If this question sounds trivial please bear with me as I am beginner in QC.

Code 1

qc = QuantumCircuit(1,1)
job = sim.run(qc)      # run the experiment
result = job.result()  # get the results
result.get_counts()    # interpret the results as a "counts" dictionary

Output: {'0': 1024}

Code 2

from qiskit import QuantumCircuit
from qiskit.quantum_info import Statevector

qc = QuantumCircuit(1,1)
ket = Statevector(qc)


Statevector([1.+0.j, 0.+0.j],

Question 1

I understand that in 1st code, qubit is in zero state and in 2nd code statevector is as displayed above. As statevector tells the state of a vector so [1.+0.j, 0.+0.j] what exactly it is telling ? Is it saying that value of qubit is 1 in one basis and zero in other basis? if so, where is it defined that there are only 2 basis, why not 3 or more..

Question 2 What exactly is the difference between two results {'0': 1024} and [1.+0.j, 0.+0.j]

Question 3 If there would have been 2 qubits in the circuit, qc = QuantumCircuit(2,2) then it will be called multi-qubit state correct?

Question 4 Value of a qubit is initialized as zero by default, why so?


1 Answer 1


Question 1: The point here is that you are working with qubits. By definition they are objects of dimension 2.

The [1,0] is telling you that the probability amplitude for being in the first basis state is 1, and the probability amplitude for being in the second basis state is 0. These two basis states are labelled '0' and '1' respectively.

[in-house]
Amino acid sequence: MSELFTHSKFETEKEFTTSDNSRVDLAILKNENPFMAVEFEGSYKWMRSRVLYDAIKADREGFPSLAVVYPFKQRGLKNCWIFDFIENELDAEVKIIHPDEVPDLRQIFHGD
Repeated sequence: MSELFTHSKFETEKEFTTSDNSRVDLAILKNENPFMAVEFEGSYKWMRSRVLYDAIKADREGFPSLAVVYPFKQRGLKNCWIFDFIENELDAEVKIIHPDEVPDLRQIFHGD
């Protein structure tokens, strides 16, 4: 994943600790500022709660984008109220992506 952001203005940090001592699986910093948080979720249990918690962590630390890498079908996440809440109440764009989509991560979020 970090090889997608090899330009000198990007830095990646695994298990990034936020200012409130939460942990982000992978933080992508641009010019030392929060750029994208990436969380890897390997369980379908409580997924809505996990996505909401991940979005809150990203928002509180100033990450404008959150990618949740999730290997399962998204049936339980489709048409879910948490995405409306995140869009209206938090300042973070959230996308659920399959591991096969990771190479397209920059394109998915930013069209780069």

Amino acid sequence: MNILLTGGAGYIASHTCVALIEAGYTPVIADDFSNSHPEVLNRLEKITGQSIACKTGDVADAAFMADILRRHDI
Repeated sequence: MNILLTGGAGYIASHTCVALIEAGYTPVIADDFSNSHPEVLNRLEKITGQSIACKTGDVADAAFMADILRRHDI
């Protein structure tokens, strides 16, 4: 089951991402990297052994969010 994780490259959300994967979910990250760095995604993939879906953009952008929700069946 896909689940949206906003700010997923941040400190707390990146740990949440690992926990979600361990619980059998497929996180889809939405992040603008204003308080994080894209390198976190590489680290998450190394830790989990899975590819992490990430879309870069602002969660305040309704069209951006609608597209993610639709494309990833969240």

Question 2: The {'0': 1024} means "when I measure the state, if I repeat the measurement 1024 times, in this case I get the answer '0' for all 1024 of those trials. So, it's basically an experimental estimate of the probability of an outcome, which should correspond to the mod-square of the probability amplitude for that basis element.

Question 3: yes. I'm not a qiskit expert, but I think it would be sufficient to call QuantumCircuit(2) to get two qubits. The second number is the number of classical bits that you want.

Question 4: Your computation has to start from somewhere. It needs to be a fixed, known, state. By convention it's the $|0\rangle$ state. It's just a matter of labelling. Whatever state is easiest to prepare, that's the only we call '0'.

  • $\begingroup$ thanks, The [1,0] is telling us that the probability amplitude for being in the first basis state is 1, and the probability amplitude for being in the second basis state is 0 but {'0': 1024} means I get the answer '0' for all 1024 times, so why is it measuring only the second basis state every time why not the first basis state where value is 1? $\endgroup$ May 10, 2022 at 8:24
  • $\begingroup$ also, what does it exactly mean that a qubit which is initialised with zero is 1 in first basis state and 0 in second basis state as shown by ket statevector? I mean, if the qubit is initialised with zero then why it is 1 in first basis state? $\endgroup$ May 10, 2022 at 8:26

Your Answer

By clicking “Post Your Answer”, you agree to our terms of service and acknowledge you have read our privacy policy.

Not the answer you're looking for? Browse other questions tagged or ask your own question.